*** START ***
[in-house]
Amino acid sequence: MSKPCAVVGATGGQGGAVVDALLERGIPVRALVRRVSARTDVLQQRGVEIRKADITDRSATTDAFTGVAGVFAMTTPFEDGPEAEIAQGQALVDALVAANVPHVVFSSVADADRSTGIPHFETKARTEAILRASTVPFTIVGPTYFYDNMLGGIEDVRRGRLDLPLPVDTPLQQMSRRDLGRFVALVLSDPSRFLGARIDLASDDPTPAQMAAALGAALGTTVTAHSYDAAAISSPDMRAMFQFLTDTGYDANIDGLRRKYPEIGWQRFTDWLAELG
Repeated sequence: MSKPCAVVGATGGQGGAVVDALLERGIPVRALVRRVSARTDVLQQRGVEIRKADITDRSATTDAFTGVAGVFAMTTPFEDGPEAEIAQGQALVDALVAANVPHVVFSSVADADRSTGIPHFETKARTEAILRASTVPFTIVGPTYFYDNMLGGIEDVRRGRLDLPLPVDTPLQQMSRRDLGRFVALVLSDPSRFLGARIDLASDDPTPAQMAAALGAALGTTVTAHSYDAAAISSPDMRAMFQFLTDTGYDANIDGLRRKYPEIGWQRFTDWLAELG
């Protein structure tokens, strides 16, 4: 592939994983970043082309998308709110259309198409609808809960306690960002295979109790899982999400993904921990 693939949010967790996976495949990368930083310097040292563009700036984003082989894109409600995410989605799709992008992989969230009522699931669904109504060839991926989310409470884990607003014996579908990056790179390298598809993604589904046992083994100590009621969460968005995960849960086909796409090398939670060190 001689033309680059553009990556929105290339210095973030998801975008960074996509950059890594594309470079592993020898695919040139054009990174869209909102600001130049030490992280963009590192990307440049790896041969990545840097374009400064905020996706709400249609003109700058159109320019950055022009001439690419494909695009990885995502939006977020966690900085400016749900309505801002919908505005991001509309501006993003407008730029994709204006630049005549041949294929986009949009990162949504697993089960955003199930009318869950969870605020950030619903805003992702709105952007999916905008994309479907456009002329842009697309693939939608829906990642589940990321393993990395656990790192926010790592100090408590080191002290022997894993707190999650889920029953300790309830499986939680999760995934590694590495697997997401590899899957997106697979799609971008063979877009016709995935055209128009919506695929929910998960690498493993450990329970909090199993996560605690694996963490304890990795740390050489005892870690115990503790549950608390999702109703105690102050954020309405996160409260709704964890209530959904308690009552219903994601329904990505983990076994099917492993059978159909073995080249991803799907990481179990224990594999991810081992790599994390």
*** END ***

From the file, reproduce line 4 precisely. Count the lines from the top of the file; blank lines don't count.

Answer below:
């Protein structure tokens, strides 16, 4: 592939994983970043082309998308709110259309198409609808809960306690960002295979109790899982999400993904921990 693939949010967790996976495949990368930083310097040292563009700036984003082989894109409600995410989605799709992008992989969230009522699931669904109504060839991926989310409470884990607003014996579908990056790179390298598809993604589904046992083994100590009621969460968005995960849960086909796409090398939670060190 001689033309680059553009990556929105290339210095973030998801975008960074996509950059890594594309470079592993020898695919040139054009990174869209909102600001130049030490992280963009590192990307440049790896041969990545840097374009400064905020996706709400249609003109700058159109320019950055022009001439690419494909695009990885995502939006977020966690900085400016749900309505801002919908505005991001509309501006993003407008730029994709204006630049005549041949294929986009949009990162949504697993089960955003199930009318869950969870605020950030619903805003992702709105952007999916905008994309479907456009002329842009697309693939939608829906990642589940990321393993990395656990790192926010790592100090408590080191002290022997894993707190999650889920029953300790309830499986939680999760995934590694590495697997997401590899899957997106697979799609971008063979877009016709995935055209128009919506695929929910998960690498493993450990329970909090199993996560605690694996963490304890990795740390050489005892870690115990503790549950608390999702109703105690102050954020309405996160409260709704964890209530959904308690009552219903994601329904990505983990076994099917492993059978159909073995080249991803799907990481179990224990594999991810081992790599994390």